The results from our study imply that, in some ICUs, current FB management may predominantly achieve an early and ongoing negative FB after the commencement of CRRT. Thus, in such ICUs and such patients, there may be limited scope for manipulation of FB to achieve a neutral to negative daily FB. Moreover, our study suggests that in the subgroup of patients with a positive FB, 72 h after CRRT commencement, the use of high-dose vasopressors and high illness severity may signal a lack of clinical equipoise in pursuing an early negative FB. In addition, the independent increase in mortality associated with a positive FB at 72 h suggests the need for further investigation to determine whether, in such patients, there is scope to achieve a less positive FB after the hyperacute phase has abated.

Finally, in our study cohort, most patients had a negative FB and those patients who did not have a negative FB (i.e., had a positive FB) had a very high severity of illness and were shocked, making targeting a negative FB in such patients a difficult proposition. Logically, then, a clinical trial intervention aimed at achieving a negative FB would need to be performed in ICUs where standard practice is to target a positive FB. This is in contrast to our study cohort where standard practice was clearly to target a negative FB. Accordingly, taken in conjunction with the literature, our findings imply that any clinical trial intervention aimed at achieving a negative FB in critically ill patients receiving CRRT would need to be performed in ICUs where standard practice is to target a positive FB.

Strengths and Limitations

Our study has several strengths. First, we assessed very granular routinely collected data from the EHR which allowed an unprecedented, detailed understanding of FB after CRRT commencement. Second, for the first time, we were able to dynamically analyse the individual components of FB and determine their contribution to cumulative FB. Third, for the first time, we identified different groups of patients with different FB management and trajectories. Fourth, we demonstrated that patients with a positive FB after CRRT had plausible clinical reasons for the avoidance of an early negative FB. Finally, we included sites from two geographical locations, which enhances the potential generalizability of our findings to other resource-rich centres that treat AKI with CRRT.

We acknowledge some limitations. First, there was no FB data before ICU admission; therefore, the analysis could not account for the impact of prior fluid administration on fluid management in the ICU. Second, the data on FB may be independent of interstitial fluid accumulation; however, FB is a well-recognized surrogate of such fluid accumulation as used in research [29, 30]. Third, while intravenous fluid administration is reported, it was not possible to determine the indication for fluid, such as maintenance fluids or medication administration. Fourth, we could not account for insensible fluid losses related to fever. However, they are likely to have been limited in amount when compared to the other components of FB. Fifth, we did not include the change in weight over time in our manuscript because regular weights are not performed in the study units. Furthermore, the accuracy and feasibility of regular weights in critically ill patients seem to be poor [31, 32]. Additionally, our analysis assessed hourly changes in FB, which is a level of granularity that weights would not be able to assess. Fifth, we did not have data on baseline chronic kidney disease (CKD). As such, we could not stratify patients on CKD status and, given the unique nature of AKI in CKD, such patients may have had different FB characteristics. Lastly, our data did not include information on clinical decision-making or FB prescriptions; therefore, they could not be adjusted for such a clinician-based assessment.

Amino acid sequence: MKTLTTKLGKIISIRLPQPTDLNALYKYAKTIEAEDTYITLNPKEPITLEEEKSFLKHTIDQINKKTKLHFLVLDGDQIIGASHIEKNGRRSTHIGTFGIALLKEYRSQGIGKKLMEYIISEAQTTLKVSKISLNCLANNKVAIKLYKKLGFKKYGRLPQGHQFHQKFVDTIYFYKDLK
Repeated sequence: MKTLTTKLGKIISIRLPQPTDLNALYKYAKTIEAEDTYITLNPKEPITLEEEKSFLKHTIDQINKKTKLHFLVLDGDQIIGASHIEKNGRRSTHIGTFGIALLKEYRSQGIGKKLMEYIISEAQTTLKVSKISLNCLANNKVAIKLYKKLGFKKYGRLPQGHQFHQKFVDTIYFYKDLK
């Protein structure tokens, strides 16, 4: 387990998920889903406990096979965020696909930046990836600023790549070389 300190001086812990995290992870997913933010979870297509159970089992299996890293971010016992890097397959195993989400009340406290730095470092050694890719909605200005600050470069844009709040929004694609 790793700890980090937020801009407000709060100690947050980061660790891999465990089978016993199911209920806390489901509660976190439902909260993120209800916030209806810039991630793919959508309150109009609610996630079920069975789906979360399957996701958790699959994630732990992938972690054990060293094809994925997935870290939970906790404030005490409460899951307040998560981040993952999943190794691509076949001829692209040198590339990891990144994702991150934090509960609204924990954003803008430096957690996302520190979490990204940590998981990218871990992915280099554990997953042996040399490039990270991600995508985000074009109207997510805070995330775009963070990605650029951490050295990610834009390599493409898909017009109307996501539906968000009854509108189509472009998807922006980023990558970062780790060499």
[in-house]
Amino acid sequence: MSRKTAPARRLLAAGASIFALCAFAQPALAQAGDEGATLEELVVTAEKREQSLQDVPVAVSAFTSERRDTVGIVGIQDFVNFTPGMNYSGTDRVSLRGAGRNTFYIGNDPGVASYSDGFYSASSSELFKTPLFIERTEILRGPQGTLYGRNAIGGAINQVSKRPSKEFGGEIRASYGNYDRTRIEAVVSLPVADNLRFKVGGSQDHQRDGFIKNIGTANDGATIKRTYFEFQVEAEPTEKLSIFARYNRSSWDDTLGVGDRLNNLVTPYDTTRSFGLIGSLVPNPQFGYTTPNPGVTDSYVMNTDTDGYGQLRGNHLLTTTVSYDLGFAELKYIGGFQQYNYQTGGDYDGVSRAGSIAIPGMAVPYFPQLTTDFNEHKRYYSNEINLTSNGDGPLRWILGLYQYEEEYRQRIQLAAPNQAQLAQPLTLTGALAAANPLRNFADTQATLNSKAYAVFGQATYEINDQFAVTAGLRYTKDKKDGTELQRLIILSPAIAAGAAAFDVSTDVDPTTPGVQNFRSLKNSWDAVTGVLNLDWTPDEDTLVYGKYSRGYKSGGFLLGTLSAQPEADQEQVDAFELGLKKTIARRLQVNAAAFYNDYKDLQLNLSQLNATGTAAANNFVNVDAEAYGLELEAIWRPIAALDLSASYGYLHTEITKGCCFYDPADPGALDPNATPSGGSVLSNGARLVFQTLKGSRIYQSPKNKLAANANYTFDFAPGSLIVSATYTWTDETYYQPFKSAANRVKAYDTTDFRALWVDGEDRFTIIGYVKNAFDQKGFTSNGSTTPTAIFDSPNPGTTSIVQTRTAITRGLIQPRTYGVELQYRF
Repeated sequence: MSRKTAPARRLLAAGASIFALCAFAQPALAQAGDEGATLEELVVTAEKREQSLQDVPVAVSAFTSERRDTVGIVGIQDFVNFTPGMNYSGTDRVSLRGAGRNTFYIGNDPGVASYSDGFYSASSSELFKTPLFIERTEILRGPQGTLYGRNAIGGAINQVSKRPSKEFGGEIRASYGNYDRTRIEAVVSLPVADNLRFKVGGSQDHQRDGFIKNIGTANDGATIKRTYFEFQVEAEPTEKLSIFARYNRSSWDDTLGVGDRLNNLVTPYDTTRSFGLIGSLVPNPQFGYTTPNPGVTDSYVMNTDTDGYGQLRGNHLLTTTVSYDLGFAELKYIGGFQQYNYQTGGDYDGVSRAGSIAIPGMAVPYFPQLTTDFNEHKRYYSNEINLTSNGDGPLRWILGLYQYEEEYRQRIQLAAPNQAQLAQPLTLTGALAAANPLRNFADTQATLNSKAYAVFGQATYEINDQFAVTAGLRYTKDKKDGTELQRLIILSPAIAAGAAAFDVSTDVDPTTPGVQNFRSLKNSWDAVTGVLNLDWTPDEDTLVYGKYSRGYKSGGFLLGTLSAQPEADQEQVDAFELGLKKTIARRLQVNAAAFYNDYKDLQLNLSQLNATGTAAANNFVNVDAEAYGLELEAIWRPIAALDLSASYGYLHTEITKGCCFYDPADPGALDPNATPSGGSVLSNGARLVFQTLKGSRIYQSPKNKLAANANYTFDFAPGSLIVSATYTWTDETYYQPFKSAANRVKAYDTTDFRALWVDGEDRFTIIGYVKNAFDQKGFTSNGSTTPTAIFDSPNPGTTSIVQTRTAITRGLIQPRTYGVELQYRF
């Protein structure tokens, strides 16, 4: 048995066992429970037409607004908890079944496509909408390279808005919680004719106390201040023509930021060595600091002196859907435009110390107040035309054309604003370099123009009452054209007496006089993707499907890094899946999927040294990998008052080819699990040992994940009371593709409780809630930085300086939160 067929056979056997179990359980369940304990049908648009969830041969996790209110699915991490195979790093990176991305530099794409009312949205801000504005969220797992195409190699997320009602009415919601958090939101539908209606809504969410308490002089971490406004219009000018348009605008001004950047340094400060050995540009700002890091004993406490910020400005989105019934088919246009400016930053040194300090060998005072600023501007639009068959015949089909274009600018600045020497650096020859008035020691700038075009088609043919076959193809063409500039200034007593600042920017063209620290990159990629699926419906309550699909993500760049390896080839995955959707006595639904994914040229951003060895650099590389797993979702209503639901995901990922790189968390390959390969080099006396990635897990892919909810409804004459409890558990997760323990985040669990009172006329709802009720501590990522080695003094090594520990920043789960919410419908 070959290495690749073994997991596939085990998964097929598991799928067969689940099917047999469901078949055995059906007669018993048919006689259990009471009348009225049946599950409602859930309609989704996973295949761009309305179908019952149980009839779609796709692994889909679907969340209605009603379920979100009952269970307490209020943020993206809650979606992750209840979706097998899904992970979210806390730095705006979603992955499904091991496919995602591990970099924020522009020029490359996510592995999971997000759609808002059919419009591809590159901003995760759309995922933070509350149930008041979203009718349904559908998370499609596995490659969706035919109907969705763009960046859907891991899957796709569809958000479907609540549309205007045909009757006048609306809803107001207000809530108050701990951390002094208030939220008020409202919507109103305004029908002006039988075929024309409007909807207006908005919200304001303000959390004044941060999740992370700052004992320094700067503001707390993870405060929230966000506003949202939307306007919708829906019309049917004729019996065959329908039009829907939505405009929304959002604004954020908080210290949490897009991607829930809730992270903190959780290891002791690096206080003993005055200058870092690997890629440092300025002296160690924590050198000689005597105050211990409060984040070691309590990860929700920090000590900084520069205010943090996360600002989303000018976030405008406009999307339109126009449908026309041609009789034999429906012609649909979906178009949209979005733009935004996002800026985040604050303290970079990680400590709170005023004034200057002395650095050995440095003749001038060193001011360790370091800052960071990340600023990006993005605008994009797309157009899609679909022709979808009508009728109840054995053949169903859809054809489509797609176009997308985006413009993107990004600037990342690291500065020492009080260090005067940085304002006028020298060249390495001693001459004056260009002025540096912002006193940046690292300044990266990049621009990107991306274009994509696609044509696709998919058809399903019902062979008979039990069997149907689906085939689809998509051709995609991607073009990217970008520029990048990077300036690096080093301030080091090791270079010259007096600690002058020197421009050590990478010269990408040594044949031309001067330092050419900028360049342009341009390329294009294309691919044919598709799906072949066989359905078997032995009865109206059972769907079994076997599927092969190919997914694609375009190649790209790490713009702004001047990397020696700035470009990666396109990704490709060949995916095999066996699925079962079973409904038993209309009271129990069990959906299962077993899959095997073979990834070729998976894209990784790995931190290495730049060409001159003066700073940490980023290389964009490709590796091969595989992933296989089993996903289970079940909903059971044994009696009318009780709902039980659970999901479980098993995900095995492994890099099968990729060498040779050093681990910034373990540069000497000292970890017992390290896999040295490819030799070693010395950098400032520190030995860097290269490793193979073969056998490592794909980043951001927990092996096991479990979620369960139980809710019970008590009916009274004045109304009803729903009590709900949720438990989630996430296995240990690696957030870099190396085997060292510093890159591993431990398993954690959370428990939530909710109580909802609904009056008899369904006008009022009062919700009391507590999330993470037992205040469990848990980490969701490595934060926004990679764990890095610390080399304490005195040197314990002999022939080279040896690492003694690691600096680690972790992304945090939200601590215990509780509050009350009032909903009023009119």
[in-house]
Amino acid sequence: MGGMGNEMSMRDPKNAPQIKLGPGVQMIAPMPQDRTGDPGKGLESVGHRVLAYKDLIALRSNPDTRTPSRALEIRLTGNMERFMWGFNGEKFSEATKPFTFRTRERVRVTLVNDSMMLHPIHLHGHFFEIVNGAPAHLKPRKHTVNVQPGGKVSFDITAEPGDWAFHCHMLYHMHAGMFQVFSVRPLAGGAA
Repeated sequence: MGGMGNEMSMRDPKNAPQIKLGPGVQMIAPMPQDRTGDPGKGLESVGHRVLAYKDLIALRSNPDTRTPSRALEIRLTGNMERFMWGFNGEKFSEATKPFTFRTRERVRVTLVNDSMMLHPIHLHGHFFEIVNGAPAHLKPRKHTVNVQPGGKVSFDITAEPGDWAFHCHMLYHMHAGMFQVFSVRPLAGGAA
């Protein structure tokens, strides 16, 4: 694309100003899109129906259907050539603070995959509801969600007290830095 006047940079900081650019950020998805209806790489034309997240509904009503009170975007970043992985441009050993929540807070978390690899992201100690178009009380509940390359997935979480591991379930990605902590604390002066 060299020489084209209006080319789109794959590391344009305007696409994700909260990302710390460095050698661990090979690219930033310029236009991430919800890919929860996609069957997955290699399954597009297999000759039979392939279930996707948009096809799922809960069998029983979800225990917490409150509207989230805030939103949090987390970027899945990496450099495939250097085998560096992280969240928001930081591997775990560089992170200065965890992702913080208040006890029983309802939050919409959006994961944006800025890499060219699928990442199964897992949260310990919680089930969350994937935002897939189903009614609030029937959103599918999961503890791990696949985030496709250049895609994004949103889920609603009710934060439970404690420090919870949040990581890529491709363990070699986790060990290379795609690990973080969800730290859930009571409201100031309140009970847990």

In a large multicentre international study of critically ill patients treated with CRRT, analysis of current fluid management suggests that there are limited opportunities for interventions directed at achieving a less positive early FB in such settings. In this regard, cumulative FB decreased within 24 h after AKI diagnosis and such a decrease was driven by NUF despite persistent crystalloid fluid administration and increasing nutritional fluid intake. In the quartile of patients with a positive FB, the degree of illness severity was so high that clinicians chose not to pursue a negative FB, suggesting likely limited equipoise for the pursuit of a negative fluid removal at such time.

This study was approved on 12 May 2022 by the Metro South Hospital and Health Service Human Research Ethics Committee (HREC/2022/QMS/84927) with an individual waiver of consent granted. In the UK, the study had institutional approval. All procedures were followed in accordance with the ethical standards of the responsible committee on human experimentation and with the Helsinki Declaration of 1975.

The authors have no conflict of interest to declare.

This research did not receive any specific grant from funding agencies in the public, commercial, or not-for-profit sectors.

Study conception and design: K.W., K.L., R.B., and M.O. Data acquisition: K.W., R.H., P.C., and B.S. Analysis: K.W. and A.S. Interpretation of data, article revision for important intellectual content, and final approval of the version submitted for publication: all authors. Article drafting: K.W., K.L., M.L.G., M.O., and R.B. Agreement to be accountable for all aspects of the work in ensuring that questions related to the accuracy or integrity of any part of the work are appropriately investigated and resolved: K.W., K.L., and R.B.

Data cannot be shared publicly due to institutional ethics, privacy, and confidentiality regulations. Data released for research under Sect. 280 of the Public Health Act 2005 requires an application to the Director General of Queensland Health (PHA@health.qld.gov.au). Further enquiries can be directed to the corresponding author.